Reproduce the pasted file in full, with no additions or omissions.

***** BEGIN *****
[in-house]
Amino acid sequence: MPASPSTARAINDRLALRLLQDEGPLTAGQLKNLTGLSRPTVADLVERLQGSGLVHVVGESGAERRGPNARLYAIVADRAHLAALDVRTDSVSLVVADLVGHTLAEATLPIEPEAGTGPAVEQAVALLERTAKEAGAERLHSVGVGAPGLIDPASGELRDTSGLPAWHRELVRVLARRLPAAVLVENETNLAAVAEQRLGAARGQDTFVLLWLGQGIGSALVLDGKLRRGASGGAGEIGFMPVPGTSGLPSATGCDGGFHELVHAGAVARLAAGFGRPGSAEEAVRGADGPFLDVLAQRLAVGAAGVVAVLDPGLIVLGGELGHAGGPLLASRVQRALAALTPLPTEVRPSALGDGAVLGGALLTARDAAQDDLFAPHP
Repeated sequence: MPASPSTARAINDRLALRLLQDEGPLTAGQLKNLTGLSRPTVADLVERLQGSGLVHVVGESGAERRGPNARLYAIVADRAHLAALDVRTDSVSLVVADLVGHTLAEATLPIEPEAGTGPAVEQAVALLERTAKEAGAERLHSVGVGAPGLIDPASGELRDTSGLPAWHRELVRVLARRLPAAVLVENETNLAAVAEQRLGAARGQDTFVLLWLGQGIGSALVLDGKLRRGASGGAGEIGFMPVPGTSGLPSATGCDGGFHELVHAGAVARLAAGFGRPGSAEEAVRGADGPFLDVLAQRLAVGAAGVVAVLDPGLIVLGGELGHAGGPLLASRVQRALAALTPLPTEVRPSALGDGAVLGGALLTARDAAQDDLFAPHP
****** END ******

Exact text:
[in-house]
Amino acid sequence: MPASPSTARAINDRLALRLLQDEGPLTAGQLKNLTGLSRPTVADLVERLQGSGLVHVVGESGAERRGPNARLYAIVADRAHLAALDVRTDSVSLVVADLVGHTLAEATLPIEPEAGTGPAVEQAVALLERTAKEAGAERLHSVGVGAPGLIDPASGELRDTSGLPAWHRELVRVLARRLPAAVLVENETNLAAVAEQRLGAARGQDTFVLLWLGQGIGSALVLDGKLRRGASGGAGEIGFMPVPGTSGLPSATGCDGGFHELVHAGAVARLAAGFGRPGSAEEAVRGADGPFLDVLAQRLAVGAAGVVAVLDPGLIVLGGELGHAGGPLLASRVQRALAALTPLPTEVRPSALGDGAVLGGALLTARDAAQDDLFAPHP
Repeated sequence: MPASPSTARAINDRLALRLLQDEGPLTAGQLKNLTGLSRPTVADLVERLQGSGLVHVVGESGAERRGPNARLYAIVADRAHLAALDVRTDSVSLVVADLVGHTLAEATLPIEPEAGTGPAVEQAVALLERTAKEAGAERLHSVGVGAPGLIDPASGELRDTSGLPAWHRELVRVLARRLPAAVLVENETNLAAVAEQRLGAARGQDTFVLLWLGQGIGSALVLDGKLRRGASGGAGEIGFMPVPGTSGLPSATGCDGGFHELVHAGAVARLAAGFGRPGSAEEAVRGADGPFLDVLAQRLAVGAAGVVAVLDPGLIVLGGELGHAGGPLLASRVQRALAALTPLPTEVRPSALGDGAVLGGALLTARDAAQDDLFAPHP